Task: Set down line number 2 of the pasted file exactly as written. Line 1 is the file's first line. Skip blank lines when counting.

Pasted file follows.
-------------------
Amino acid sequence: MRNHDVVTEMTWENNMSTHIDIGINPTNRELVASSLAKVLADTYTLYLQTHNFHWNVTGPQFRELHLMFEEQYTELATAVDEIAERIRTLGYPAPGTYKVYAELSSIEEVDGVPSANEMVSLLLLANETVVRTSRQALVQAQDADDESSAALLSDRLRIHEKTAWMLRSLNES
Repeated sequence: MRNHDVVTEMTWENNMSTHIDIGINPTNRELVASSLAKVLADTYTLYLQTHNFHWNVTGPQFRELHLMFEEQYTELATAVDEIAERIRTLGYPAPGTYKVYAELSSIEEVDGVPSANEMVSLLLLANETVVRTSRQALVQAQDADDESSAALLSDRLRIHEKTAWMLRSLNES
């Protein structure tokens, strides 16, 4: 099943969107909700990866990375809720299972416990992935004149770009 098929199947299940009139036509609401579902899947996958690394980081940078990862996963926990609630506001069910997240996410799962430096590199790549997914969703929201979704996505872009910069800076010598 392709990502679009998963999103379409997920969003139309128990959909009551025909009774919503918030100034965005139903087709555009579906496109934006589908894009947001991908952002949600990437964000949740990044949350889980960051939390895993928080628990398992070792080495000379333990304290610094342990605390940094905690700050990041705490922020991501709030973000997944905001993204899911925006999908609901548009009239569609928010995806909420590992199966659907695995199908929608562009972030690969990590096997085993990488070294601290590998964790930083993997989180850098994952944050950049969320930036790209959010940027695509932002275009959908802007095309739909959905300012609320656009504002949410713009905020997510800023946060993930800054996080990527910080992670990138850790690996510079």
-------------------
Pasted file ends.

Repeated sequence: MRNHDVVTEMTWENNMSTHIDIGINPTNRELVASSLAKVLADTYTLYLQTHNFHWNVTGPQFRELHLMFEEQYTELATAVDEIAERIRTLGYPAPGTYKVYAELSSIEEVDGVPSANEMVSLLLLANETVVRTSRQALVQAQDADDESSAALLSDRLRIHEKTAWMLRSLNES